In 1997, Jim Dees was a cub reporter for the Oxford Eagle, learning the intricacies of handling breaking news, obit craftsmanship, and the post-deadline drink. He was 40 years old. It would go on to be an exciting and tumultuous year for Oxford, Mississippi, our neighbor to the south.
To celebrate the centennial of local hero William Faulkner’s birth, the town fathers had decided to erect a statue of the scribe on the town square just across from the courthouse. In the wake of what seems like a benign enough idea, the sleepy town erupted in conflict over where the statue would go, whether it would be standing or sitting, and just who would have ultimate control over such decisions. The town mayor squared off against the Faulkner family with sculptor Bill Beckwith caught in the middle. And Dees was there to record it all.
Other things happened that year — the rap group 2Live Crew came to town for a show that raised some eyebrows and some ire, and a group of citizens took exception to the idea (and action on behalf) of some trees being bulldozed. Sam Phillips showed up, as did Henry Kissinger, James Brown, Shelby Foote, the FBI, Willies Nelson and Morris, James Meredith, and ’90s-era celebrity attorney Johnnie Cochran.
In his new book, The Statue and the Fury: A Year of Art, Race, Music and Cocktails (Nautilus Publishing), Dees — now the host of the Thacker Mountain Radio program — recounts all of the ups and downs of the circus that was 1997 with humor and in downhome detail. He’ll be at The Booksellers at Laurelwood this Friday evening to discuss and sign the book.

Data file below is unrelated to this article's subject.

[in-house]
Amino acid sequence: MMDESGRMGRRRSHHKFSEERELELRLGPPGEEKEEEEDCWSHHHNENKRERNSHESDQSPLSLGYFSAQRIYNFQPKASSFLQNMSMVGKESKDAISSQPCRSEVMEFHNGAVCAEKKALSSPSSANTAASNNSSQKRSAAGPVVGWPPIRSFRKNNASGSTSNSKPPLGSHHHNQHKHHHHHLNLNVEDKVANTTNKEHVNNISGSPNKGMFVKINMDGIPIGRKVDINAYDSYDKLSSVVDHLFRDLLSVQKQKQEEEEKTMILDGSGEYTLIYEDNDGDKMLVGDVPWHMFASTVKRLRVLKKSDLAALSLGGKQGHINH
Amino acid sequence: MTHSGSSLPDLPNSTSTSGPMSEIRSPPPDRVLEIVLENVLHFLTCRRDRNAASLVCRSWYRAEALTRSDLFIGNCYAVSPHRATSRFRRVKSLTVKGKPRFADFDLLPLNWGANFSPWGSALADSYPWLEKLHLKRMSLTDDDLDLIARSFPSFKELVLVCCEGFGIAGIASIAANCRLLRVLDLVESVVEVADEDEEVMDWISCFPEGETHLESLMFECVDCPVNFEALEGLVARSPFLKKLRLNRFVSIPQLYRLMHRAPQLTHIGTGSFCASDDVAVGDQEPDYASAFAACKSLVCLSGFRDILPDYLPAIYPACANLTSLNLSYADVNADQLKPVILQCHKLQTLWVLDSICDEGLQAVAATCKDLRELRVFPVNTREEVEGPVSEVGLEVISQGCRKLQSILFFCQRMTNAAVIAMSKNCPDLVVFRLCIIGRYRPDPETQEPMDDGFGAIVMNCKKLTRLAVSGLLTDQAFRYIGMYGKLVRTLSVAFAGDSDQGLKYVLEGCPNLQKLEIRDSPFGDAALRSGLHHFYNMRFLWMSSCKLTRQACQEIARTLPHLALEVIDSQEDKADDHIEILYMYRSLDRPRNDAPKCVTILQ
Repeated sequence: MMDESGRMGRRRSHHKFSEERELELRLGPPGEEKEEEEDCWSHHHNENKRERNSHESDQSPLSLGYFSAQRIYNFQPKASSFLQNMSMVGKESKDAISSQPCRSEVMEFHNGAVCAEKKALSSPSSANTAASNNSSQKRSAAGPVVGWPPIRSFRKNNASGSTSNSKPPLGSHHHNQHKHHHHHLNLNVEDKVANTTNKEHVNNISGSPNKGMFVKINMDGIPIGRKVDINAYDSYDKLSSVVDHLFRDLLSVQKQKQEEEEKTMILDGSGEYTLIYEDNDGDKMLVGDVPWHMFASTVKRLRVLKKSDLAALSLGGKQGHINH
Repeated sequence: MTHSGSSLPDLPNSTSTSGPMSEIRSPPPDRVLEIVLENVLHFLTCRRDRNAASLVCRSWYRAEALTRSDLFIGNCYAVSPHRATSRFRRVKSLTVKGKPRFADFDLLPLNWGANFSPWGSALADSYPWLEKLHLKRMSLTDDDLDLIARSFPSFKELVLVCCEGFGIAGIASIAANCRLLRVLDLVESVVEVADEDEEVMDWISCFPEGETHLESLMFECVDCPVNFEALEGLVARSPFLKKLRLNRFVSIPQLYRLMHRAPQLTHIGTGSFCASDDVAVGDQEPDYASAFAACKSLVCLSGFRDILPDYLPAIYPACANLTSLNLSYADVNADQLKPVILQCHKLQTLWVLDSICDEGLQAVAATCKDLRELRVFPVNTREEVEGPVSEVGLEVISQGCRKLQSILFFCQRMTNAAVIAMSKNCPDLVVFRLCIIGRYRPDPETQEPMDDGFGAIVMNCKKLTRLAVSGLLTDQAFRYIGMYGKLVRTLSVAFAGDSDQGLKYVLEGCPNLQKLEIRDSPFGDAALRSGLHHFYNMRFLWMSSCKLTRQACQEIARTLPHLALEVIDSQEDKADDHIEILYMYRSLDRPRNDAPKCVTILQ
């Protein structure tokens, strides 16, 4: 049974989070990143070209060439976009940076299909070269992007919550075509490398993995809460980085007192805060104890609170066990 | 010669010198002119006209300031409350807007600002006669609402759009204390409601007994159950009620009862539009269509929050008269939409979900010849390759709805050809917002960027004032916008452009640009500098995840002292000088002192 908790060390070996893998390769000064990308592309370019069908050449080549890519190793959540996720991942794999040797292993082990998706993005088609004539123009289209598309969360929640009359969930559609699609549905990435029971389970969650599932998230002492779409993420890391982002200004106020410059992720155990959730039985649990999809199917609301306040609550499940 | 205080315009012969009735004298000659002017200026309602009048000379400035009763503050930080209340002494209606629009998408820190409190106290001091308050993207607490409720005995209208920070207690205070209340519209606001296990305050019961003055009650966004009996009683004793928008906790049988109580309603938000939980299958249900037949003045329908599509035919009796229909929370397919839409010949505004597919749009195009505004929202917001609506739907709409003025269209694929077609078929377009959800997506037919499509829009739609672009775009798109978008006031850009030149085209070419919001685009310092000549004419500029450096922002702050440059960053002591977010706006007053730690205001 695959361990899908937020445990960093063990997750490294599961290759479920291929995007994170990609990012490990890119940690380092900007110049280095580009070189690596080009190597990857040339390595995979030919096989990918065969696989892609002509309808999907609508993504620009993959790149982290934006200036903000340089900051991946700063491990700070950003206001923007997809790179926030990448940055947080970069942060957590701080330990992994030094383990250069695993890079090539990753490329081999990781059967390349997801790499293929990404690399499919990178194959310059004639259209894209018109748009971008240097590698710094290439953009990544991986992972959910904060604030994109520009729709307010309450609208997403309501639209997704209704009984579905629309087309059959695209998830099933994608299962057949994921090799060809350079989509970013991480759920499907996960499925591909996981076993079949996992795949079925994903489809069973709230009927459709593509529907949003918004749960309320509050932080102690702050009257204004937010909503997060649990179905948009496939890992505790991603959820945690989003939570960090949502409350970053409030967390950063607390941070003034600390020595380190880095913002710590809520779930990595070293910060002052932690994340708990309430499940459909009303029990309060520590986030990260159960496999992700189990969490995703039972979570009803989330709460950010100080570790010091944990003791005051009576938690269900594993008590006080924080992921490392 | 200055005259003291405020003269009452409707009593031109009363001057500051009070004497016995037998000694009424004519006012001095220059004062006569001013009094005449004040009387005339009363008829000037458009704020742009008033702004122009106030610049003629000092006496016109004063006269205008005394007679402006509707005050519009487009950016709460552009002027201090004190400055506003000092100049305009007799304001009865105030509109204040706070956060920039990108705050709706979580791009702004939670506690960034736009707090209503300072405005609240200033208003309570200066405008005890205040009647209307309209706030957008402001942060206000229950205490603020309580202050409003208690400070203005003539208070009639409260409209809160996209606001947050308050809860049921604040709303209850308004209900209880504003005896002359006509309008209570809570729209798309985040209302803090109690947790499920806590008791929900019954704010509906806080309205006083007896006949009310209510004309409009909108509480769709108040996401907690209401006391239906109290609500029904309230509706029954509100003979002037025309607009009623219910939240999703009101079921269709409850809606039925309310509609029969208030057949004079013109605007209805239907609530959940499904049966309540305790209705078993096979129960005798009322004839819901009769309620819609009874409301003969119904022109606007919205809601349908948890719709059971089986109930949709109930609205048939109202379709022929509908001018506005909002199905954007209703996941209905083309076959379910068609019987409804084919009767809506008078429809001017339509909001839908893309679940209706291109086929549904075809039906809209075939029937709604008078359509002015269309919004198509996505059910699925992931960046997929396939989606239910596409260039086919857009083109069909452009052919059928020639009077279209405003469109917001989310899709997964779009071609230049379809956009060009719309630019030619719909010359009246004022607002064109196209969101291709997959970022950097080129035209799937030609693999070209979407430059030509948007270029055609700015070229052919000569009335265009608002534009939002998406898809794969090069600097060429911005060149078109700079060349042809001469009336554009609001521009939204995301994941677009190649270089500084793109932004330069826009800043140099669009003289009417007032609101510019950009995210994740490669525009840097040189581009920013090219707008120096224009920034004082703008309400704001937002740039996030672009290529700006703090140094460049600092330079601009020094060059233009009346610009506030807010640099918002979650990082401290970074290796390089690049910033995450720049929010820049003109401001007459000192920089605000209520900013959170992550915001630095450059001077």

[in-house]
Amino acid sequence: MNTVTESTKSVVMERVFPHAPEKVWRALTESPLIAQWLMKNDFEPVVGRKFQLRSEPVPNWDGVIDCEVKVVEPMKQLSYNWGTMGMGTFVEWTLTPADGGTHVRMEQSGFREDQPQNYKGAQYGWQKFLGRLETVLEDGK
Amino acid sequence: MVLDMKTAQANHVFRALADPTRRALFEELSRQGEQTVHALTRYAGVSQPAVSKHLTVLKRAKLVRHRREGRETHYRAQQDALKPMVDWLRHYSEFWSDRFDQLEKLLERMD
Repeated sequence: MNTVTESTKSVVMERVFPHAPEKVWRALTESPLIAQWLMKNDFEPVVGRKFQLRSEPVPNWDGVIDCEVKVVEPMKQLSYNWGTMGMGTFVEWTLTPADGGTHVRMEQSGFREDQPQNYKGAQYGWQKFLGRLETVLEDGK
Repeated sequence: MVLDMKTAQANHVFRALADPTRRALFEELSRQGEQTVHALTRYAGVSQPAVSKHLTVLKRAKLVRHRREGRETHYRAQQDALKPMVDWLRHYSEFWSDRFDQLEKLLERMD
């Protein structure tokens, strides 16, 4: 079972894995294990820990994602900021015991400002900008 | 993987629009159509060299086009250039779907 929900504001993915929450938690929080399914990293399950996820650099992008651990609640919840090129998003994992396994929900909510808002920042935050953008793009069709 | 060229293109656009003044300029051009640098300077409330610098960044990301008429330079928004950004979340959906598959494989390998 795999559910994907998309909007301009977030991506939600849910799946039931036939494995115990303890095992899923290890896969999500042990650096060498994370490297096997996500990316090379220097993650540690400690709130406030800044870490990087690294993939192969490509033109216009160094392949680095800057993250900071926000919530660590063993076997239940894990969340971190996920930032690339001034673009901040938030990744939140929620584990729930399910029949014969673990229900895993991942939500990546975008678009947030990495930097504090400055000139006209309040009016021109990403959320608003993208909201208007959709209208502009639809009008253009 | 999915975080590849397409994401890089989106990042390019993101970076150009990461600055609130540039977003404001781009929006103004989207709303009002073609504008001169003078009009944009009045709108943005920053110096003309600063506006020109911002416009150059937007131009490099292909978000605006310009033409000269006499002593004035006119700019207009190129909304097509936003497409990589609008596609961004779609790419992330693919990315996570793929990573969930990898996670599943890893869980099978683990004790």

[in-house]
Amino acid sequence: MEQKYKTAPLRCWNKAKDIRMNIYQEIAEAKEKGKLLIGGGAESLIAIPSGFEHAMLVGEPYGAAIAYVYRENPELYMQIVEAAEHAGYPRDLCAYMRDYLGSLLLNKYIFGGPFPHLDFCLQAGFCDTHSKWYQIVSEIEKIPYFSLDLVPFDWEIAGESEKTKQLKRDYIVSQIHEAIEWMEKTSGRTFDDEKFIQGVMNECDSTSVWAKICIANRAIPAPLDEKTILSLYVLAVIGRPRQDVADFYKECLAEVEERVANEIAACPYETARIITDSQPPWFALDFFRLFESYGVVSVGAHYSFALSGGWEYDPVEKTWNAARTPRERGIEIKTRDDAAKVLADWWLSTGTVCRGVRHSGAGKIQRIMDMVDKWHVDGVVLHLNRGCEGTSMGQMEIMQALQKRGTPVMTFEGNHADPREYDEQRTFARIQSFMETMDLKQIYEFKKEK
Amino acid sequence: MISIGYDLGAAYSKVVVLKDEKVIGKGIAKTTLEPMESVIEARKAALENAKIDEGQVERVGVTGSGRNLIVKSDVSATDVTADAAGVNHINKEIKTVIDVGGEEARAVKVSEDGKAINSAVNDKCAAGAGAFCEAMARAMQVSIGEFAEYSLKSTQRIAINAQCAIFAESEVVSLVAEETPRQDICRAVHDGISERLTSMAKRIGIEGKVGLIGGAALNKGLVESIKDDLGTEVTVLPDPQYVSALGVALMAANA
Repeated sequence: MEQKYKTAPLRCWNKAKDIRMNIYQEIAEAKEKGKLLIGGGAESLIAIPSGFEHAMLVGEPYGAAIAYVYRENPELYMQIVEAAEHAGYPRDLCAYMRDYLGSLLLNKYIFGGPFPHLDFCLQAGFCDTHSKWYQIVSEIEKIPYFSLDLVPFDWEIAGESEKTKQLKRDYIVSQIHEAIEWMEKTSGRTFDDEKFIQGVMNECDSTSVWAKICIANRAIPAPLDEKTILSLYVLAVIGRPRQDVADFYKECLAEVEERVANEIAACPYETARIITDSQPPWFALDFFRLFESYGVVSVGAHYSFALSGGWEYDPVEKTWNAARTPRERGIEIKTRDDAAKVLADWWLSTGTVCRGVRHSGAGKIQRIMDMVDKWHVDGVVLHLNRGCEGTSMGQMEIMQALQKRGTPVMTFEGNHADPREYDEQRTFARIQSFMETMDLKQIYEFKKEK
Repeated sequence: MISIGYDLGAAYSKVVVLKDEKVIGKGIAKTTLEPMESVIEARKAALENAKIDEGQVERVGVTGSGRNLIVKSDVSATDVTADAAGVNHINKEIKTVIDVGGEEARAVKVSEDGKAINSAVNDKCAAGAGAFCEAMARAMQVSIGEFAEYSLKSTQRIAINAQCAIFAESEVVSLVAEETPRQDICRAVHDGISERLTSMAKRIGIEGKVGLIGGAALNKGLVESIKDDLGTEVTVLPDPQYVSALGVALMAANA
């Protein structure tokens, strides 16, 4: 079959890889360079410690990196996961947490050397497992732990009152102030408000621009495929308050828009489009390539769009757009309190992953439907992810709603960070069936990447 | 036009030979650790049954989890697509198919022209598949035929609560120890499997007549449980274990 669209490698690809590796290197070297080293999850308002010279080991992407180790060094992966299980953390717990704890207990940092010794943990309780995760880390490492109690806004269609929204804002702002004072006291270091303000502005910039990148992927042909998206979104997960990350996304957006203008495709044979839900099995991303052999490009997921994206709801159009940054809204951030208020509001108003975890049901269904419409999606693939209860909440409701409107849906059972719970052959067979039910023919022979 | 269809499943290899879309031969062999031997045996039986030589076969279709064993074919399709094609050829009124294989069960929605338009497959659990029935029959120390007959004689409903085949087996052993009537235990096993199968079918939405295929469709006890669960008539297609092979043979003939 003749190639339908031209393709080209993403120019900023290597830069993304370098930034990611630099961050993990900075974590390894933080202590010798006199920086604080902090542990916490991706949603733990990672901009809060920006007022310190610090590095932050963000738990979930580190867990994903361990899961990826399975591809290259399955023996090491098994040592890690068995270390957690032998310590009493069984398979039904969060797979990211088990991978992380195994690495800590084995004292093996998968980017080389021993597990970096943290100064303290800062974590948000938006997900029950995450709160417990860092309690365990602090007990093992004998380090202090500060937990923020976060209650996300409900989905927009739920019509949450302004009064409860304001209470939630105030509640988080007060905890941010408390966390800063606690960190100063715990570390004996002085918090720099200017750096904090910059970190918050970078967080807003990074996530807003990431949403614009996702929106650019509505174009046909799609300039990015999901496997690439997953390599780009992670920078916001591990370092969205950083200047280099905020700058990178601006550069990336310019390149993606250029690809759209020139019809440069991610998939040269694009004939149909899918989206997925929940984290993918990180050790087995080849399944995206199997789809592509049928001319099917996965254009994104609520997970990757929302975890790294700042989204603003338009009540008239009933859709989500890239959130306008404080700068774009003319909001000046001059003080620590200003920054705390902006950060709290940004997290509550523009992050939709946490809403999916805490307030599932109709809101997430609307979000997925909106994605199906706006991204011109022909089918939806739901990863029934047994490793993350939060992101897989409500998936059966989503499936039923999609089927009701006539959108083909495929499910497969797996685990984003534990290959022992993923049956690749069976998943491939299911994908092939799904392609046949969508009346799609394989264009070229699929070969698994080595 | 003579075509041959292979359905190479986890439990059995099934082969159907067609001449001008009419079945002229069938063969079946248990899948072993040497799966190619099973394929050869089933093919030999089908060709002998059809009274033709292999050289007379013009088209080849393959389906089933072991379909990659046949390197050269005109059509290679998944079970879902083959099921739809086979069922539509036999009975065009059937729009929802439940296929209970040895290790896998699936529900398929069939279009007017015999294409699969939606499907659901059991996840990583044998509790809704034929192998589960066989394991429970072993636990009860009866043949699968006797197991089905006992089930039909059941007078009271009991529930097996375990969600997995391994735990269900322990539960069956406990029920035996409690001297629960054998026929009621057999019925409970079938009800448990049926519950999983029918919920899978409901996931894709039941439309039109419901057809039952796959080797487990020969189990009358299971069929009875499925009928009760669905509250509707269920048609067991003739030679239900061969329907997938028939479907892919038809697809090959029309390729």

Dees is also the author of Lies and Other Truths: Rants, Raves, Low-Lifes and Highballs, and the editor of They Write Among Us: New Stories and Essays From the Best of Oxford Writers.
"Only Jim Dees could take a small-town controversy and turn it into the backbone of such a terrific book. This is the kind of inspired eye for detail and recognition for the absurd that Robert Altman would have loved. A truly unique reflection on a storied Southern town at a turning point. I’m so glad Dees was there to document it all and write this funny and insightful true story." — Ace Atkins
"The Statue and the Fury reads like a fever-dream. The writing of Jim Dees turns out to be just as gonzo as his shirts, and that’s saying a lot. For those of us who wish we could live year-round in Oxford, this wild book is as close as you can get without having to pay property taxes." — Harrison Scott Key
The Booksellers at Laurelwood
Friday, Dec. 9